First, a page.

- A memoir is variously defined as an abbreviated autobiography; a record of
events based on the writer's personal observation or knowledge; and the written
story of one's own life. I set out to do those things. But when I sat back to read the
first of many drafts, I discovered my story was her story-my mother's.
At some level, I have always known this. But I was unprepared to see the
evidence writ large. But more than that, I was dismayed that the wisdom I imagined
my calendar years had conferred, was not reflected in my writing. There was still the
primal wail of a weeping child. Quieter, of course. Wailing is not seemly for
occasions other than childbirth, great loss, or sudden death. And railing against the
past is utterly futile. Foolish.
I found great comfort in the words of C. S. Lewis. They mirrored my
experience. As the telling of my story deepened, the writing became, successively,
an incision, a probe, and as Lewis says, a surgery of the gods.
Like surgery, there was first of all fear, followed by pain, discovery, excision,
loss, repair and restoration, and finally, healing and a different outlook altogether.
I found great value in revisiting these memories and seeing that the giants of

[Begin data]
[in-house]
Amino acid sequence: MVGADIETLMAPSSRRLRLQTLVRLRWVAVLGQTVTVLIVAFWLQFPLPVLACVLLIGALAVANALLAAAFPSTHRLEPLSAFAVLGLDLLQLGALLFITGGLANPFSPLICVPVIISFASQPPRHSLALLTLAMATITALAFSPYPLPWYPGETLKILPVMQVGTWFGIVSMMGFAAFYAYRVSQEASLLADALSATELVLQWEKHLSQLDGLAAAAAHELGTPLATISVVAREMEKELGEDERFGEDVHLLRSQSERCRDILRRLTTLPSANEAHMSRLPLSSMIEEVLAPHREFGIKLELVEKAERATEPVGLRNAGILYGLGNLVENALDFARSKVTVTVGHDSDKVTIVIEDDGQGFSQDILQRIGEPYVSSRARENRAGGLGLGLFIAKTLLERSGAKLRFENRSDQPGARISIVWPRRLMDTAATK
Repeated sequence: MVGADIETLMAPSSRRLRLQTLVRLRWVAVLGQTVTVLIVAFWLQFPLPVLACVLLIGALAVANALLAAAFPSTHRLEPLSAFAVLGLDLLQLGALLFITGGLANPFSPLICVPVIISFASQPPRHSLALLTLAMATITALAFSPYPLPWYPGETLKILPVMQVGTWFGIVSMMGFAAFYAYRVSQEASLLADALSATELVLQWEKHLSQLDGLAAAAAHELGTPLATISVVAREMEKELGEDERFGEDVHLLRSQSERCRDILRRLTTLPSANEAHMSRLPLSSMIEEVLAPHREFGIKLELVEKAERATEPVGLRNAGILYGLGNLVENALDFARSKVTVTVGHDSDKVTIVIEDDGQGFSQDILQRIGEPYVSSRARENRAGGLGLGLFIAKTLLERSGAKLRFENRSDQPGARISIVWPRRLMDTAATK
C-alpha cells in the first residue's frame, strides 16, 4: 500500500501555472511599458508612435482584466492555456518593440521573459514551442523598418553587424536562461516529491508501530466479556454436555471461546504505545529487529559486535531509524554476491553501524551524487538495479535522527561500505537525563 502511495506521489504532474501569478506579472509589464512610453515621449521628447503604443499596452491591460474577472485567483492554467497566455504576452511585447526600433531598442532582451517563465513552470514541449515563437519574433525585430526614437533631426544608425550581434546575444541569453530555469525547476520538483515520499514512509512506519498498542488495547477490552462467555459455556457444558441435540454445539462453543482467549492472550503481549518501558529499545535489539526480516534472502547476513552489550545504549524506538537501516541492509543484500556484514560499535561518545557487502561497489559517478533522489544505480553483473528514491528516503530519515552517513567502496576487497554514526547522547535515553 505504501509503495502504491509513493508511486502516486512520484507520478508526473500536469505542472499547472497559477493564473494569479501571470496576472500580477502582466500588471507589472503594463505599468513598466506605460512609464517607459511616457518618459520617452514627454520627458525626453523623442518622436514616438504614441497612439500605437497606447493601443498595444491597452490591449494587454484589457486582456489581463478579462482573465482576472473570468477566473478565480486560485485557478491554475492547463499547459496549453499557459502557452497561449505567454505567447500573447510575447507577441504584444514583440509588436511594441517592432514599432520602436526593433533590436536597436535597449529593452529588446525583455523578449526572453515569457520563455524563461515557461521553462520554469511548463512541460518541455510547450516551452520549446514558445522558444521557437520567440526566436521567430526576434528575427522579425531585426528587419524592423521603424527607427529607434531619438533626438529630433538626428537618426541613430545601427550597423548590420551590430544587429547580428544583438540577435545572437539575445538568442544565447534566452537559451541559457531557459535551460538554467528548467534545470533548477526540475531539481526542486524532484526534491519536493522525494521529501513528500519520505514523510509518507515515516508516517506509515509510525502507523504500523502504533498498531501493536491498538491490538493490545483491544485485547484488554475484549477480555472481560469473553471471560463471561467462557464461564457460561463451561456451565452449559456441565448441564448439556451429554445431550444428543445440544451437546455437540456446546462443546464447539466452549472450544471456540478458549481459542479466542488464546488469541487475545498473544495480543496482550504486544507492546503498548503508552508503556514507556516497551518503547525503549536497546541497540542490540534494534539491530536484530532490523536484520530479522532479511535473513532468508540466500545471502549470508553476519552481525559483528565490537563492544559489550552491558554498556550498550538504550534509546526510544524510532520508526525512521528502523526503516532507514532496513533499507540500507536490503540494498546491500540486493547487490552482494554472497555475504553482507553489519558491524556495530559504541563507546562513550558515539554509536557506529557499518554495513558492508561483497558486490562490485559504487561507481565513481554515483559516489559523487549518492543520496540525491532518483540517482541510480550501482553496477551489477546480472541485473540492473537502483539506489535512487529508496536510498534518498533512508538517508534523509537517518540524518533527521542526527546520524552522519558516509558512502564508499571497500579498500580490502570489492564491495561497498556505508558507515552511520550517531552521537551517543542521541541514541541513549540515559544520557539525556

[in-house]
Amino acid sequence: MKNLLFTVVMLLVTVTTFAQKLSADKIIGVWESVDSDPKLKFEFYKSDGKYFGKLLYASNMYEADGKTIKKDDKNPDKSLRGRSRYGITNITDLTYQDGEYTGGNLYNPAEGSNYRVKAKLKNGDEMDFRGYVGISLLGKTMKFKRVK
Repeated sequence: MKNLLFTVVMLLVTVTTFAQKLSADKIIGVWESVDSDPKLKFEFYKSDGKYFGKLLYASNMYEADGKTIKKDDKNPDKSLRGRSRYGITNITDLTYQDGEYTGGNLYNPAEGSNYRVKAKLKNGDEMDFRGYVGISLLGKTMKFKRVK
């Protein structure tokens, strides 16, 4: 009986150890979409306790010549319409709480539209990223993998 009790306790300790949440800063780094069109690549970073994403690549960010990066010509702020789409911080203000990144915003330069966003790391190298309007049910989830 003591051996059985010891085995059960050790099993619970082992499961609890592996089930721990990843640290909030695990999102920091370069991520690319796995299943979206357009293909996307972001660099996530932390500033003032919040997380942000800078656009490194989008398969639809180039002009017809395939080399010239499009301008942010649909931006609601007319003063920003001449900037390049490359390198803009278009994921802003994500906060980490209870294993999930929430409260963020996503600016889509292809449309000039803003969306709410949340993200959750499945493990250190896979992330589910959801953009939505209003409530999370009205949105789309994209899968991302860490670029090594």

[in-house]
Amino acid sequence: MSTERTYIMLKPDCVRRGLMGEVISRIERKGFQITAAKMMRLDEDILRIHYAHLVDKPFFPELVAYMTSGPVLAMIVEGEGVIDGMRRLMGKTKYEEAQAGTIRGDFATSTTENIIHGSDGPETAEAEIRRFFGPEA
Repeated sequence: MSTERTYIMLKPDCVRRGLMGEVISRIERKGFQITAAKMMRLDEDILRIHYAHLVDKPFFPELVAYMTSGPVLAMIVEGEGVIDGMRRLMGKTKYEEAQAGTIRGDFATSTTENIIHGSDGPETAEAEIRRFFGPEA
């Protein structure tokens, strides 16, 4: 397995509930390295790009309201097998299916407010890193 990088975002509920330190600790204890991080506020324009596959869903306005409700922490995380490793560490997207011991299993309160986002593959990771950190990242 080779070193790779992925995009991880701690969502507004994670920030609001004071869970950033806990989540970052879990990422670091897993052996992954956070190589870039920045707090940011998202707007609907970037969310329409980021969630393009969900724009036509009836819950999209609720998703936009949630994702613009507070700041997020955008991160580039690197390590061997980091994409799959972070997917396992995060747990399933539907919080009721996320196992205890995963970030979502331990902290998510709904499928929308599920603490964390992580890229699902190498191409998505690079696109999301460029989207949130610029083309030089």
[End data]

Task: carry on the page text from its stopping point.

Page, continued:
my young years are only human, after all, not the ogres I imagined. Like the shadow
in a darkened room, the house cat stretched on the window sill looms like a great
inscrutable Sphinx. A tree branch, benign by day, morphs into a grotesque claw,
scratching and scraping at the window pane. Memories rear up at first like ghosts
in a graveyard. But under a steady beam of light, the apparitions subside.
Writing this memoir has been a window into the past, perhaps an icon, a way
of seeing beyond the surface and into the soul. My own certainly, and perhaps
glimpses of the others I've written about as well.
Two central truths have emerged from writing my memoir. The first is the
power of forgiveness in healing relationships. Forgiveness is not our natural bent;
it goes completely against our natural state. But we can choose to change. Just as
learning to swim is counter to our earthbound existence, but possible, learning to
embrace the freedom of forgiveness is also possible.
The second is something I've always sensed, but now know: the innate
power of a mother to shape the soul of her child.